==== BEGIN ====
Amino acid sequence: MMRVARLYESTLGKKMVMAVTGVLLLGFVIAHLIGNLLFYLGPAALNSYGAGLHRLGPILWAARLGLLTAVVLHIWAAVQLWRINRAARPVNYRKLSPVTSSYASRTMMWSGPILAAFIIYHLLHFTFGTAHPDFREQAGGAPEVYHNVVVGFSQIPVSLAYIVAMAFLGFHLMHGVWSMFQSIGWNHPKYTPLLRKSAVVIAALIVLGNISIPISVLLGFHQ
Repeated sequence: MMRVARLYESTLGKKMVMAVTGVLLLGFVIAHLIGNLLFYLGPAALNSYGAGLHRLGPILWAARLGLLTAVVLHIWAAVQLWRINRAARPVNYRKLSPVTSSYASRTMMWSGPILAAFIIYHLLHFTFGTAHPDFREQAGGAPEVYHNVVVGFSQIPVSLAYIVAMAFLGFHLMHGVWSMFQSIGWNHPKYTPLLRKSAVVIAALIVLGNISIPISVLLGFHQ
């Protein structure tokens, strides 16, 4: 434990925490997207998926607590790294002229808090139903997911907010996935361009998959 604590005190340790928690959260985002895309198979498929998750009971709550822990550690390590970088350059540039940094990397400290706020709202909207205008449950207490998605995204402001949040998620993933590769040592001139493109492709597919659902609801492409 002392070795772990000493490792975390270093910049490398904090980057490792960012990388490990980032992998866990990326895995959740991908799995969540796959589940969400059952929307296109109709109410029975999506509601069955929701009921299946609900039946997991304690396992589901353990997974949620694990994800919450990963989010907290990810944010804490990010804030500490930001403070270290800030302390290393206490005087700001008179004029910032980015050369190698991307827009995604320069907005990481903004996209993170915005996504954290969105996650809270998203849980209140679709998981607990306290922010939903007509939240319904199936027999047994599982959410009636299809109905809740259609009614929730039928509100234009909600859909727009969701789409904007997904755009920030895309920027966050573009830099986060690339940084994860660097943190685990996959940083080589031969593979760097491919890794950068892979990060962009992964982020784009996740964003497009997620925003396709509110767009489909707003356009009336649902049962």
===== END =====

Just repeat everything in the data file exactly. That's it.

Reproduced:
Amino acid sequence: MMRVARLYESTLGKKMVMAVTGVLLLGFVIAHLIGNLLFYLGPAALNSYGAGLHRLGPILWAARLGLLTAVVLHIWAAVQLWRINRAARPVNYRKLSPVTSSYASRTMMWSGPILAAFIIYHLLHFTFGTAHPDFREQAGGAPEVYHNVVVGFSQIPVSLAYIVAMAFLGFHLMHGVWSMFQSIGWNHPKYTPLLRKSAVVIAALIVLGNISIPISVLLGFHQ
Repeated sequence: MMRVARLYESTLGKKMVMAVTGVLLLGFVIAHLIGNLLFYLGPAALNSYGAGLHRLGPILWAARLGLLTAVVLHIWAAVQLWRINRAARPVNYRKLSPVTSSYASRTMMWSGPILAAFIIYHLLHFTFGTAHPDFREQAGGAPEVYHNVVVGFSQIPVSLAYIVAMAFLGFHLMHGVWSMFQSIGWNHPKYTPLLRKSAVVIAALIVLGNISIPISVLLGFHQ
């Protein structure tokens, strides 16, 4: 434990925490997207998926607590790294002229808090139903997911907010996935361009998959 604590005190340790928690959260985002895309198979498929998750009971709550822990550690390590970088350059540039940094990397400290706020709202909207205008449950207490998605995204402001949040998620993933590769040592001139493109492709597919659902609801492409 002392070795772990000493490792975390270093910049490398904090980057490792960012990388490990980032992998866990990326895995959740991908799995969540796959589940969400059952929307296109109709109410029975999506509601069955929701009921299946609900039946997991304690396992589901353990997974949620694990994800919450990963989010907290990810944010804490990010804030500490930001403070270290800030302390290393206490005087700001008179004029910032980015050369190698991307827009995604320069907005990481903004996209993170915005996504954290969105996650809270998203849980209140679709998981607990306290922010939903007509939240319904199936027999047994599982959410009636299809109905809740259609009614929730039928509100234009909600859909727009969701789409904007997904755009920030895309920027966050573009830099986060690339940084994860660097943190685990996959940083080589031969593979760097491919890794950068892979990060962009992964982020784009996740964003497009997620925003396709509110767009489909707003356009009336649902049962």